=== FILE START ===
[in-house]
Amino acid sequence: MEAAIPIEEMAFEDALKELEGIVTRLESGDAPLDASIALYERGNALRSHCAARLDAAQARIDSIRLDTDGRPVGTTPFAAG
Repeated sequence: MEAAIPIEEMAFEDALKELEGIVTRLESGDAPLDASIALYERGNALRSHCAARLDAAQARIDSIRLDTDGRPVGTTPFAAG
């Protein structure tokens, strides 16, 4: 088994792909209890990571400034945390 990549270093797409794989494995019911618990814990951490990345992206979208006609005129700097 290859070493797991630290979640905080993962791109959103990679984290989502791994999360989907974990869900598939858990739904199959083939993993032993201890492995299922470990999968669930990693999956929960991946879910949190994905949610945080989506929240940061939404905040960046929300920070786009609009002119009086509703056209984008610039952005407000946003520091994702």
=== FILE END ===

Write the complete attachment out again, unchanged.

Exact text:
[in-house]
Amino acid sequence: MEAAIPIEEMAFEDALKELEGIVTRLESGDAPLDASIALYERGNALRSHCAARLDAAQARIDSIRLDTDGRPVGTTPFAAG
Repeated sequence: MEAAIPIEEMAFEDALKELEGIVTRLESGDAPLDASIALYERGNALRSHCAARLDAAQARIDSIRLDTDGRPVGTTPFAAG
């Protein structure tokens, strides 16, 4: 088994792909209890990571400034945390 990549270093797409794989494995019911618990814990951490990345992206979208006609005129700097 290859070493797991630290979640905080993962791109959103990679984290989502791994999360989907974990869900598939858990739904199959083939993993032993201890492995299922470990999968669930990693999956929960991946879910949190994905949610945080989506929240940061939404905040960046929300920070786009609009002119009086509703056209984008610039952005407000946003520091994702």